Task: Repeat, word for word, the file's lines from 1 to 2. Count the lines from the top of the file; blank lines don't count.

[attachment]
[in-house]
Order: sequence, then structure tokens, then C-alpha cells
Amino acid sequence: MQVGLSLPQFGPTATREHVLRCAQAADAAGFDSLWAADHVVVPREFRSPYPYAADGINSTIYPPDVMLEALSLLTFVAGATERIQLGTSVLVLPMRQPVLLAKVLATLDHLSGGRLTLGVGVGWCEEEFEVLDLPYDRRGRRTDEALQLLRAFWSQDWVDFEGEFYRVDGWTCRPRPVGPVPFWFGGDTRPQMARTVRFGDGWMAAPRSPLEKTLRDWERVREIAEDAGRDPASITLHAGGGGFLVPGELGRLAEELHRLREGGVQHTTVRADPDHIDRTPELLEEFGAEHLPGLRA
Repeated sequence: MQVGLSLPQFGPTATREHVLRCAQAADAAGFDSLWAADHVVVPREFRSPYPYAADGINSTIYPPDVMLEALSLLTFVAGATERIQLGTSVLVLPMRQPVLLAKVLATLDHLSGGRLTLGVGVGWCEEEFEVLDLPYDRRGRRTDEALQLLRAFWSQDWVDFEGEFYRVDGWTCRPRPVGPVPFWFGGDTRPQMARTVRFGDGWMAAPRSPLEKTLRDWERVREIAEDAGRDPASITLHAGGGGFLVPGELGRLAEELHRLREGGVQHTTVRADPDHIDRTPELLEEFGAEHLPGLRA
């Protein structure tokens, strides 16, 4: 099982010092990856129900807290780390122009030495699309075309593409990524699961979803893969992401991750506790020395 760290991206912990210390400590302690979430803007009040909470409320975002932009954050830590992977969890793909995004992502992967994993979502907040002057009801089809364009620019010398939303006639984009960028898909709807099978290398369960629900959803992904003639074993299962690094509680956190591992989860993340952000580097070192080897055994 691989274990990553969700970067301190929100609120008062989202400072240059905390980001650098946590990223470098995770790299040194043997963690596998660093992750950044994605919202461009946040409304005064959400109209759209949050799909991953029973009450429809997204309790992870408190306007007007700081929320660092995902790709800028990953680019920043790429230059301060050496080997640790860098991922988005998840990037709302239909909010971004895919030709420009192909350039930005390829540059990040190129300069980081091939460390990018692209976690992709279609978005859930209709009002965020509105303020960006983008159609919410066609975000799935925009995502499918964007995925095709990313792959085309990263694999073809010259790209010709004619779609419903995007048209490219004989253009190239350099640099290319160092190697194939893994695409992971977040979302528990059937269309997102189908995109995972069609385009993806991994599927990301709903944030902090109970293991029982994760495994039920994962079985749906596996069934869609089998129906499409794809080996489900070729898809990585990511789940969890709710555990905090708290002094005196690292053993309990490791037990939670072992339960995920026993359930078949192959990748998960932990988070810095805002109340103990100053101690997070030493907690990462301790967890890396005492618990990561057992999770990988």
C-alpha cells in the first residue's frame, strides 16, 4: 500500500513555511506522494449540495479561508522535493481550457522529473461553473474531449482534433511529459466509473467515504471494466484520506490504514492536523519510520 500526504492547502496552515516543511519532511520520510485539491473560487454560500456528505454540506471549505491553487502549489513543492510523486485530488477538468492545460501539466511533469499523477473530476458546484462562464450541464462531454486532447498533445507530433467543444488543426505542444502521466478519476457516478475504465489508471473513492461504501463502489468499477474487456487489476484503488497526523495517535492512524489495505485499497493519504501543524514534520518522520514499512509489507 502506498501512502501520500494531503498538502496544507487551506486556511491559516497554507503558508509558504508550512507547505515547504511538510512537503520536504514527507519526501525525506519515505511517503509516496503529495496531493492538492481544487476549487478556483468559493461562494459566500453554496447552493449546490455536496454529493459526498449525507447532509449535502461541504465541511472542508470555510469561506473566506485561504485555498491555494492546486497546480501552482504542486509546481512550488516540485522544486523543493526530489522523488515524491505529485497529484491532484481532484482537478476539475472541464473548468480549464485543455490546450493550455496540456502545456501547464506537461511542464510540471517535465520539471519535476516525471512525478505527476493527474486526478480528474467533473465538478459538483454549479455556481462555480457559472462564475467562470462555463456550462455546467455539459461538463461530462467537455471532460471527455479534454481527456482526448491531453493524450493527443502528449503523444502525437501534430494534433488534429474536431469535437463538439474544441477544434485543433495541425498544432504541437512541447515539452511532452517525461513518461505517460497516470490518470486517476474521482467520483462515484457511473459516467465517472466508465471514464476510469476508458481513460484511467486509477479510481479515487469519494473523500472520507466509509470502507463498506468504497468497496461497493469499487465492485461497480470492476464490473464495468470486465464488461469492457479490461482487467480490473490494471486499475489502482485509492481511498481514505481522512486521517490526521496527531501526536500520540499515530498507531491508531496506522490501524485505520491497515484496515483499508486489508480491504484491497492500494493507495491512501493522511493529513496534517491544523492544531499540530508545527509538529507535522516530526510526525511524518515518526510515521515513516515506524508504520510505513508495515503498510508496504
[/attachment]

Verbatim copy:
[in-house]
Order: sequence, then structure tokens, then C-alpha cells